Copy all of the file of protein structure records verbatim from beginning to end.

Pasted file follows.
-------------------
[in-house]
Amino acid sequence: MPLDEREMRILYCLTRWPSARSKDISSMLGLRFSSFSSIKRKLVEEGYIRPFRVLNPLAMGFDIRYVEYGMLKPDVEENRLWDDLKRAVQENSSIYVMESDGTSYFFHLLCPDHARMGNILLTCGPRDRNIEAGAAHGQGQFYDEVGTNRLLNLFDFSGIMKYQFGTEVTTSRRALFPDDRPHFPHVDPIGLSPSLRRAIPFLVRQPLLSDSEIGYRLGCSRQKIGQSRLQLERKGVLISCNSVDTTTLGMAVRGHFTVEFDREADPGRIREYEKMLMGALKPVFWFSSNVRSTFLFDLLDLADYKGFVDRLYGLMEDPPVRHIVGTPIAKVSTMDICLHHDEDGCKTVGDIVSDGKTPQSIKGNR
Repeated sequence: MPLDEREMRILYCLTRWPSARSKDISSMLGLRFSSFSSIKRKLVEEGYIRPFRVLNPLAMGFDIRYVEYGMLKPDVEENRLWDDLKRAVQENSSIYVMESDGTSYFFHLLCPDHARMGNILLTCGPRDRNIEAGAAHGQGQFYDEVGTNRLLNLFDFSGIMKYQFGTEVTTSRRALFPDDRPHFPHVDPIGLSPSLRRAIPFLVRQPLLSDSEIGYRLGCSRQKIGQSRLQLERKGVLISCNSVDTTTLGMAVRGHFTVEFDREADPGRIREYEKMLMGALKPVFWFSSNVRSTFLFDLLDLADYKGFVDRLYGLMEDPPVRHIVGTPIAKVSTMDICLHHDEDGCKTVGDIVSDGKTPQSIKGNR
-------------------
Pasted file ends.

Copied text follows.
[in-house]
Amino acid sequence: MPLDEREMRILYCLTRWPSARSKDISSMLGLRFSSFSSIKRKLVEEGYIRPFRVLNPLAMGFDIRYVEYGMLKPDVEENRLWDDLKRAVQENSSIYVMESDGTSYFFHLLCPDHARMGNILLTCGPRDRNIEAGAAHGQGQFYDEVGTNRLLNLFDFSGIMKYQFGTEVTTSRRALFPDDRPHFPHVDPIGLSPSLRRAIPFLVRQPLLSDSEIGYRLGCSRQKIGQSRLQLERKGVLISCNSVDTTTLGMAVRGHFTVEFDREADPGRIREYEKMLMGALKPVFWFSSNVRSTFLFDLLDLADYKGFVDRLYGLMEDPPVRHIVGTPIAKVSTMDICLHHDEDGCKTVGDIVSDGKTPQSIKGNR
Repeated sequence: MPLDEREMRILYCLTRWPSARSKDISSMLGLRFSSFSSIKRKLVEEGYIRPFRVLNPLAMGFDIRYVEYGMLKPDVEENRLWDDLKRAVQENSSIYVMESDGTSYFFHLLCPDHARMGNILLTCGPRDRNIEAGAAHGQGQFYDEVGTNRLLNLFDFSGIMKYQFGTEVTTSRRALFPDDRPHFPHVDPIGLSPSLRRAIPFLVRQPLLSDSEIGYRLGCSRQKIGQSRLQLERKGVLISCNSVDTTTLGMAVRGHFTVEFDREADPGRIREYEKMLMGALKPVFWFSSNVRSTFLFDLLDLADYKGFVDRLYGLMEDPPVRHIVGTPIAKVSTMDICLHHDEDGCKTVGDIVSDGKTPQSIKGNR